With the rise of so-called 'user generated content', a strange phrase that conjours up images of cinemagoers as drug users, and 'professional filmmakers' as dealers who would never use their own supply, it's inevitable that the film industry would have something to say on the matter. And as with buses and most films from those dealing with the massive (Armagedon, Deep Impact) to the micro (Antz, A Bugs Life), two come at once.
Interestingly, each come from cult directors - one French, one British - and both Michel Gondry (Be Kind Rewind) and Garth Jennings (Son of Rambow) had their roots in home-made animations and, later, music video. Likewise both skip the latest tech for basic VHS and focus on the oft' forgotten fact that making films is often much more fun than watching them.
What would Viacom's lawyers make of Rambow's Lee Carter, a film pirate of the highest order, who makes the
short fan films, homages, mashups, recuts and so forth which Viacom
have recently pulled from YouTube seem all the more harmless.Both are buddy movies, where the process of creation helps the characters to understand themselves and each other, while showing how filmmaking can bring a community - or family - together. And while Rambow is set in the 80s with child protagonists, Gondry, a self-declared eternal 12-year-old, paints a playful New Jersey suburb where time has stopped enough for it too to feel a work of nostalgia. Even the 'evil' property developer seems more outdated than the ultra modern Clamp in Gremlins 2. Both feelgood movies slip, ultimately, into schmalz, but of distinctly British and American flavours. In Gondry's New York, little is resolved, but the community comes together and is, erm, United. In Jennings' Hertfordshire, the melodrama escalates, erupts with a tearful speech, and the family reconnects. Gondry's America has a far stronger community, tho Hollywood - in the guise of Signourey Weaver, perhaps looking for the gatekeeeper - is treated without sympathy.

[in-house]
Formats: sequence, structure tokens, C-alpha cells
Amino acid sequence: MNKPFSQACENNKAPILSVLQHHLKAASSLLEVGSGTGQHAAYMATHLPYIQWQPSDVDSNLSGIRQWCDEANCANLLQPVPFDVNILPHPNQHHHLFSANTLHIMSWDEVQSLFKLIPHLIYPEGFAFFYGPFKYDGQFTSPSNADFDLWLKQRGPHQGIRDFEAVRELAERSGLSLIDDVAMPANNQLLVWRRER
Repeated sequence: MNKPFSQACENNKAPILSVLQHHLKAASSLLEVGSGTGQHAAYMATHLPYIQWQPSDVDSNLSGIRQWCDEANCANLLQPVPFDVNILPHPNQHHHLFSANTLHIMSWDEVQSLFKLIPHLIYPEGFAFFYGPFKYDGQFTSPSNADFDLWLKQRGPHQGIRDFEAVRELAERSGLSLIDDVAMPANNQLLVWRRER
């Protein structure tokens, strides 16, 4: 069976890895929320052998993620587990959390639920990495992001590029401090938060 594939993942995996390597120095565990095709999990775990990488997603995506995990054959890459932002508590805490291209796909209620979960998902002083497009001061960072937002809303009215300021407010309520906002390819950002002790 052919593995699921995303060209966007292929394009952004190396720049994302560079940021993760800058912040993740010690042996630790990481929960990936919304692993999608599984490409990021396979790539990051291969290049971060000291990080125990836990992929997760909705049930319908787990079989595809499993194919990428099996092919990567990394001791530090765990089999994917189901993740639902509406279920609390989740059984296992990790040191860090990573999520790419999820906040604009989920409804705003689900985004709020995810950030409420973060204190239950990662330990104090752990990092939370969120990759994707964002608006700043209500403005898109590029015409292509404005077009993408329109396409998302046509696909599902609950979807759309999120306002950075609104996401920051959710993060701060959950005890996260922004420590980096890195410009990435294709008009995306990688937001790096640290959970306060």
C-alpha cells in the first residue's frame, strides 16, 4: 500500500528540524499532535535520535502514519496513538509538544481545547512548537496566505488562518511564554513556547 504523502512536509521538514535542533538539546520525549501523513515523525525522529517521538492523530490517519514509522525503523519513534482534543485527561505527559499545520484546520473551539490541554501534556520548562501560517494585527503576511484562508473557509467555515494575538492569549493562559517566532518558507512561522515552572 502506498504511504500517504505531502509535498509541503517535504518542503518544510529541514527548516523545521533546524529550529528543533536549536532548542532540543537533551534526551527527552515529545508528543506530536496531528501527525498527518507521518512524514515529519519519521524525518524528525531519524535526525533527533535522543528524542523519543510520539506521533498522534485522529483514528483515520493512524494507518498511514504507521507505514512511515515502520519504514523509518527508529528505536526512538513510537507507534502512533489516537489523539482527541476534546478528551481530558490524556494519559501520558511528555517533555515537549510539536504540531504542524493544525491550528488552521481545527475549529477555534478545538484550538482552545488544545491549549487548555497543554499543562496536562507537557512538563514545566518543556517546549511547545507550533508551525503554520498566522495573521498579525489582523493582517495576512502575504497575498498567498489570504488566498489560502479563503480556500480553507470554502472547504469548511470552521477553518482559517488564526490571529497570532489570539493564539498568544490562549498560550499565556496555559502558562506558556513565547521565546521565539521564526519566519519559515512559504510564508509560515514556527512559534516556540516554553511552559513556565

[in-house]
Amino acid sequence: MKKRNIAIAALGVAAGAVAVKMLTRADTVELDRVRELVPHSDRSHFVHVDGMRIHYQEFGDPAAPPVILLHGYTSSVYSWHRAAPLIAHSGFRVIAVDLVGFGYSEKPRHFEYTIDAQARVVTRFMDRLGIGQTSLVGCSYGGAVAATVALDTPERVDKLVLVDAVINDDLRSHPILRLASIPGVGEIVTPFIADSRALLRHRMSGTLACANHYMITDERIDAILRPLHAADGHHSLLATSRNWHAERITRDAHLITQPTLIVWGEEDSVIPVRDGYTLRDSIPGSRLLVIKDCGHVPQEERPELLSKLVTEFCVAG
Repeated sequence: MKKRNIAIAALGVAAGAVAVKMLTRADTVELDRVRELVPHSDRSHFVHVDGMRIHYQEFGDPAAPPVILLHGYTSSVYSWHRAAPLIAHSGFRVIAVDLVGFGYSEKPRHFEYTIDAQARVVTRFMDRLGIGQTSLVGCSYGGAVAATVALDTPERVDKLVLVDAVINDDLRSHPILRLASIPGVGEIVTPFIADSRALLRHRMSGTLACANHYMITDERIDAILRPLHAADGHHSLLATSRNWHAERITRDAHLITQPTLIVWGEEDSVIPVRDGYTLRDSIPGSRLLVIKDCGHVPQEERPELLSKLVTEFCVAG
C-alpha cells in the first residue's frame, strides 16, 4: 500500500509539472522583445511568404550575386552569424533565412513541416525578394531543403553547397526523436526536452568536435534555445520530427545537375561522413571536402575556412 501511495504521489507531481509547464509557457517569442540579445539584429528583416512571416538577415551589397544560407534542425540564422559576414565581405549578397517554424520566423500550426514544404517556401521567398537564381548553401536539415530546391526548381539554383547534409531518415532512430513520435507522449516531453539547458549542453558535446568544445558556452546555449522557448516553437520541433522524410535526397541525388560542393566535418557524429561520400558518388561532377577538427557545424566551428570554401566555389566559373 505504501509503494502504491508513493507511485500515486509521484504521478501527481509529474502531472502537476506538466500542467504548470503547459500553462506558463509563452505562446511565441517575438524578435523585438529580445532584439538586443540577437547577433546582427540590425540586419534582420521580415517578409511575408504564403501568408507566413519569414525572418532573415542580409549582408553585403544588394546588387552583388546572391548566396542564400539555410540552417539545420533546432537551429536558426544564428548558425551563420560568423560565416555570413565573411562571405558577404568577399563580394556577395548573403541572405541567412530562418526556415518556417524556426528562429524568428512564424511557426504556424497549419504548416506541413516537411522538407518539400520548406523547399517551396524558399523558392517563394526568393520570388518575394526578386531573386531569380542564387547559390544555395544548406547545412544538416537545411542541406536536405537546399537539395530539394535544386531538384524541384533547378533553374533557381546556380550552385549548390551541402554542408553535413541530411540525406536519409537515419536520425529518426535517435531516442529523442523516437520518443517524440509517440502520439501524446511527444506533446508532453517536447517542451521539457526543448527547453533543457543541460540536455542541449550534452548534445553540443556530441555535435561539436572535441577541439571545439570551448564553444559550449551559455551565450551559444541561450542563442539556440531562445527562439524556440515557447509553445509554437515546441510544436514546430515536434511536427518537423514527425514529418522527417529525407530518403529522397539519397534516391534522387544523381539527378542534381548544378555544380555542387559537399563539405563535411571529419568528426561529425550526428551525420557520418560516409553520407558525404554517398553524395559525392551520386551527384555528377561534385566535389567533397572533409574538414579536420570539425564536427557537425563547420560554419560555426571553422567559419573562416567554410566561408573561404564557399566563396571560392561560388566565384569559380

Curious then that the film was financed by Universal Studio's offshoot Focus Features, whose lawyers - no doubt - would have shut down the Be Kind Rewind store for copyright infringement in a heartbeat. It was, after all, Universal who tried to take Sony to court in the 80s for producing a video cassette, the Betamax, which could be used for making private copies (as well as home movies). Thankfully they lost.
Likewise Paramount Vantage, who bought Son of Rambow at Sundance 07 for a stonking $8m, are part of the Viacom Group, who are currently taking YouTube to court in a similarly significant testcase for $1bn (a Dr Evil-shaped figure). What would Viacom's lawyers make of Rambow's Lee Carter, who in the opening scene is filming a new release in the cinema, which makes the short fan films, homages, mashups, recuts and so forth which Viacom have pulled from YouTube seem all the more harmless. The parrallels between the two films - especially when you read Tom Fogg's interview with Jennings and producer Nick Goldsmith in 2000, where they idolise Gondry and talk of Rambow for the first time - is a little uncanncy.
But there are differences, namely in the filmmakers' sensibilites. Gondry paints his surreal vision on almost everything he sees, a kind of live action cartoon where realism is generally forsaken : in the film and the 'sweded films' cinema is a fantasy land where we are to fly away from reality and its problems. In Rambow, the surrealism is mostly in WIll's mind, projected onto the represive environment he's surrounded by, literally bursting out of the edges of his Bible. The humour is subtle and understated. And cinema becomes more a metaphor for personal struggle and the hero's journey. In fact the French star of the kids film is ultimately dismissed as a style-conscious fantasist (tho still largely adored).
Either way, these films are both timely and fun. And if one of them doesn't inspire you to put down the funding application and pick up a camera, and remember how perhaps before you got caught up in the 'film business' you too just loved making movies, the other one should.